But like every channel swell, every trough has a peak, and it was high times for many paddlers who accomplished personal bests today. Among them were 12-year-old Riggs Napoleon (Hawaii, 7:10:30), the youngest person to ever cross the Molokai channel on any unmotorized watercraft; and Jeff Denholm (California, 7:49:10), an inspirational athlete who designs his own prosthetics and then puts them to the ultimate stress tests in a variety of sports. Denholm, 43, lost an arm to an accident on a fishing boat off the coast of Alaska more than a decade ago, but never allowed it to undermine his athletically driven lifestyle. He crossed the Molokai Channel last year in spite of his prosthetic glue giving out on him. Today he posted a personal best of 7:49:10 and vowed to return even faster in 2011.
"I jumped up to an 18-footer today and I wrestled it the whole way and had a hard time, but the arm was a bomber!" said Denholm. "So just one more piece of the puzzle: if I can figure out a board that matches what I can do then I'll be faster. It was humbling as usual. My arm worked great, the crew was strong, but I just got on a board that I couldn't handle. I was paddling sideways the whole time. I was more sideways then I was straight! But I'll be back."
COMPLETE RESULTS CAN BE FOUND AT MOLOKAI2OAHU.COM
(Full list of official results not available at time of issue)
Men's Traditional Paddleboard.
1st. Jamie Mitchell (Australia) - 4:52:45
2nd. Jackson English (Australia) - 5:07:54
3rd. Joel Mason (Australia) - 5:15:42
4th. Mikey Cote (Hawaii) - 5:17:56
Women's Traditional Paddleboard:
1st. Kanesa Duncan-Seraphin (Hawaii) - 6:02:45
Men's Stand-Up Paddleboard:
1st. Dave Kalama (Hawaii) - 4:54:15
Women's Stand-Up Paddleboard:
1st. Andrea Moller (Hawaii) - 6:00:00
Good job Dave, Andrea and specially Jeff!!!
While those guys were paddling their arses off in the middle of a rough channel, I did a rather relaxing 45 minutes downwinder from Kuau to Kanaha. Plenty turtles, sunshine and a few little bumps to catch. Beautiful out there!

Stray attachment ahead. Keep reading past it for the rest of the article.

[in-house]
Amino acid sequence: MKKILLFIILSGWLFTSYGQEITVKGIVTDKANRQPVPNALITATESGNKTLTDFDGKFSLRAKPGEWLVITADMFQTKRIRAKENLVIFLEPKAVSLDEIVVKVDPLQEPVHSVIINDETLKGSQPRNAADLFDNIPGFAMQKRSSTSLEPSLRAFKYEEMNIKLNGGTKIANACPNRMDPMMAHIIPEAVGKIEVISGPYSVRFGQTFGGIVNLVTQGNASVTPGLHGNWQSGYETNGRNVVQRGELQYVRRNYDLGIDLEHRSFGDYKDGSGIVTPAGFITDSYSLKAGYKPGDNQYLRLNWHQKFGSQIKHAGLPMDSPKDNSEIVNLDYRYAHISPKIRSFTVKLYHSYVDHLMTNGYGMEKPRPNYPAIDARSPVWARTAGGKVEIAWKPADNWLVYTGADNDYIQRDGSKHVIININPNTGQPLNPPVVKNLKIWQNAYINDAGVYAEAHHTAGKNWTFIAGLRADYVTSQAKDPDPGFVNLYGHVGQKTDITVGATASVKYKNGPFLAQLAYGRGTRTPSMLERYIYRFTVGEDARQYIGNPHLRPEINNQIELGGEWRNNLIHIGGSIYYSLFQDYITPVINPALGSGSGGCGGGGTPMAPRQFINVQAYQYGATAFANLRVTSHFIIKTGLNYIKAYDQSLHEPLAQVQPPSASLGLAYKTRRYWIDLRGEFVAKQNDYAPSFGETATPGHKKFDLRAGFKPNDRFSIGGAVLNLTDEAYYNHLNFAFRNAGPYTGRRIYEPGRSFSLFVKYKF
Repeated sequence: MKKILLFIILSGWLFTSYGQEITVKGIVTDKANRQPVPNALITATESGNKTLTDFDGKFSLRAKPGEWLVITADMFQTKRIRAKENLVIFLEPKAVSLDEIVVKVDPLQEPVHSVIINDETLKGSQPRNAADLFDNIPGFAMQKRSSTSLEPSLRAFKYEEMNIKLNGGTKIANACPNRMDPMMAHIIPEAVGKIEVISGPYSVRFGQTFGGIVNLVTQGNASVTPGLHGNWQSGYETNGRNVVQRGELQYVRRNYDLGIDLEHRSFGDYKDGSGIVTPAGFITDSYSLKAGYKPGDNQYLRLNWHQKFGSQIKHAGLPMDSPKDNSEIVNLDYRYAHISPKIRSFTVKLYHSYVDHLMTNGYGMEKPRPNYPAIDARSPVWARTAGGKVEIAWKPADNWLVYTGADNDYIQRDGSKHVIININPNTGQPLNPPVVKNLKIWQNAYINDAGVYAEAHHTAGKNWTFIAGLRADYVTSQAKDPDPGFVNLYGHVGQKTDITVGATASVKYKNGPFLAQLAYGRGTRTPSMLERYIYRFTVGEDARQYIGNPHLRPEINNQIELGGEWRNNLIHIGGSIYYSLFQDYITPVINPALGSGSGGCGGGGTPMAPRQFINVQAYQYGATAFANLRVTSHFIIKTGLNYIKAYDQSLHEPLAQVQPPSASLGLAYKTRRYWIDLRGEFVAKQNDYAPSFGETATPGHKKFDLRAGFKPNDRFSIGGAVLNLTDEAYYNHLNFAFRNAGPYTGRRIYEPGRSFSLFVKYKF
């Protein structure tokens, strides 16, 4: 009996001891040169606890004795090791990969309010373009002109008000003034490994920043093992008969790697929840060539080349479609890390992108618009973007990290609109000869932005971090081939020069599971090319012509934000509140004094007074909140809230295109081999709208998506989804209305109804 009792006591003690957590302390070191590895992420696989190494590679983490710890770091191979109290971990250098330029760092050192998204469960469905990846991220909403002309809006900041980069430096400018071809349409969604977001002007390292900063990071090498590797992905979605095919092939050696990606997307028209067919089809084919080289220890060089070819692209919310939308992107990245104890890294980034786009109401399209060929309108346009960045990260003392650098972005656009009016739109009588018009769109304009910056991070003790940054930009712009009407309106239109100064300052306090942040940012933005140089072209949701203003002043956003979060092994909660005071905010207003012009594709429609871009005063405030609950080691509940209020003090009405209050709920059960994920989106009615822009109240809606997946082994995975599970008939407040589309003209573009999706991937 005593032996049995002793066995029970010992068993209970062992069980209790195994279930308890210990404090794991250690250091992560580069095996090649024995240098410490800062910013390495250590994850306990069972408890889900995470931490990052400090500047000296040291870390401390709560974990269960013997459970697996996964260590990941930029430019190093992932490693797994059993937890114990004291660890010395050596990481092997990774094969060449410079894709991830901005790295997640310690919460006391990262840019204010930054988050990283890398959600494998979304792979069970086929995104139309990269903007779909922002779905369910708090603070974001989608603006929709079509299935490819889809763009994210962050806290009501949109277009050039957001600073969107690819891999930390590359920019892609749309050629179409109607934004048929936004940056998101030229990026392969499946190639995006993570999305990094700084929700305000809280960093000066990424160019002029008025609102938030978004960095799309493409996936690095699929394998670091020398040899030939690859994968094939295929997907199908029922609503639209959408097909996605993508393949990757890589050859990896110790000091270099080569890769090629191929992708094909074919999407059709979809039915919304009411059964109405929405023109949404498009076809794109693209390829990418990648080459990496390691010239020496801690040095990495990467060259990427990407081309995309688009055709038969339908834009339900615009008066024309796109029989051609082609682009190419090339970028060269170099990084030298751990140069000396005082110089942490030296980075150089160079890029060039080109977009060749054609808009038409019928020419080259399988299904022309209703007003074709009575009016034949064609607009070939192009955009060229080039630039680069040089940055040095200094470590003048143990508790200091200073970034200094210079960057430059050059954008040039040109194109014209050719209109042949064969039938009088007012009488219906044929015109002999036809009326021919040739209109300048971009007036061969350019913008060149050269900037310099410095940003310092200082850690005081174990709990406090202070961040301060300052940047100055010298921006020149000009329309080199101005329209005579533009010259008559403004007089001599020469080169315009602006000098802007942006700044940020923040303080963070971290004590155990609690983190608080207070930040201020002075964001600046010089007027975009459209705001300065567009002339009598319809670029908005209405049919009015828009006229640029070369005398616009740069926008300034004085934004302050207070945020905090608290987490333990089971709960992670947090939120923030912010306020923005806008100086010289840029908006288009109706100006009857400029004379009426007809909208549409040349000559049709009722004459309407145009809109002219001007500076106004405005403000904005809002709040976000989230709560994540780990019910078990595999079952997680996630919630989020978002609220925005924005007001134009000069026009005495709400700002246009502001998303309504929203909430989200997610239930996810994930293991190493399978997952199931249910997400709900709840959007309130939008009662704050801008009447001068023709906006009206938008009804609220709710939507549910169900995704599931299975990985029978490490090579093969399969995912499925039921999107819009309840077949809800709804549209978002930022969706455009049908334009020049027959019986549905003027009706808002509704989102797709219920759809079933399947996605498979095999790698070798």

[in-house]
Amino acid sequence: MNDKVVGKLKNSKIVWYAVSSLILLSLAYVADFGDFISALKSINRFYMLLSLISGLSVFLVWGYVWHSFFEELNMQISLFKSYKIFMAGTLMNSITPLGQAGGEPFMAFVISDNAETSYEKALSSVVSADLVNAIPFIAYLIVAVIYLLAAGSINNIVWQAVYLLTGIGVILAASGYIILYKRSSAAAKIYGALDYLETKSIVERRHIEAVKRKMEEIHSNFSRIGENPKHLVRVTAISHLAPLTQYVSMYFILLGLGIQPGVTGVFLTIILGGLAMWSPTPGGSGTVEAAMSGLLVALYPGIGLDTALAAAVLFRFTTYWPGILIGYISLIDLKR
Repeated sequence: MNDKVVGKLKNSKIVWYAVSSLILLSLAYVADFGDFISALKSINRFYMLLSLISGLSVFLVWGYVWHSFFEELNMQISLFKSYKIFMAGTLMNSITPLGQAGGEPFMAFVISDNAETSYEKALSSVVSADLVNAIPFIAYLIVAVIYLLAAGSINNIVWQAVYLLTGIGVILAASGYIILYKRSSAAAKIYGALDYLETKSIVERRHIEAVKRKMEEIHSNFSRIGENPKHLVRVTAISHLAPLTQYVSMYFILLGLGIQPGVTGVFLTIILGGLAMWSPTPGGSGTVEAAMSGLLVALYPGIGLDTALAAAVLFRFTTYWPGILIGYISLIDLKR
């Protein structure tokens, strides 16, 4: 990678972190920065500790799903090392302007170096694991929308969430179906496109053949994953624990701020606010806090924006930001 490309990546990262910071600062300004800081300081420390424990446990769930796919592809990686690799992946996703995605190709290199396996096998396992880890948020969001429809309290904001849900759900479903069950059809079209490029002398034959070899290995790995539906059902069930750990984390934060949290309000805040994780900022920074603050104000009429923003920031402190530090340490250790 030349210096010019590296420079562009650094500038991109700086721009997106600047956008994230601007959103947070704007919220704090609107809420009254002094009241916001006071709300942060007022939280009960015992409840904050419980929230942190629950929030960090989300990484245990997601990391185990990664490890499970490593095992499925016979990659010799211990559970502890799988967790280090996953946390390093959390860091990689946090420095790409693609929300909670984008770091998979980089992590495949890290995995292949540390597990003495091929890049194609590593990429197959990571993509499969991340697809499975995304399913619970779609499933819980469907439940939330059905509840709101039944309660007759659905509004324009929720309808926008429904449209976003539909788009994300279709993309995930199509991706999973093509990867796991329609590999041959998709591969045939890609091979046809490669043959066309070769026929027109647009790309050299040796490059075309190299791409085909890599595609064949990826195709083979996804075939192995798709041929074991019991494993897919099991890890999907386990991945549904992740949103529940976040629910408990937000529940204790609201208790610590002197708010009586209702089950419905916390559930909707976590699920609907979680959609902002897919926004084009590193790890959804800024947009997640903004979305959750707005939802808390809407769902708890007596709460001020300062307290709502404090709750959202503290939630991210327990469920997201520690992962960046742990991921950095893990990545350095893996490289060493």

Lil forecast: Thursday and Friday a new moderate south swell will be on the rise. After that I keep seeing favorable conditions on the south pacific weather maps, so I think there will be waves for most of next week.
I also saw a little fetch in the north pacific. That should bring a little NW swell towards the end of this week together with some strong trade winds and related windswell.
Damn, strong trade winds are the the best for surfing on the south shore, but it's Maui... can't have everything! Some wind/kite-surfers will be happy.
One last link. My friend Sierra is organizing a fund raiser for a school trip to Oahu of a some nursing students on Tuesday Aug 3rd at Flatbread.
$2 tickets will be sold for a raffle that includes prices like these:
PS. There was some kind of online live streaming even for the Molokai race, from the middle of the channel!
At this point, I'm pretty sure that windsurfing contests will be the last ones to be decently broadcasted, probably just after Bocce tournaments...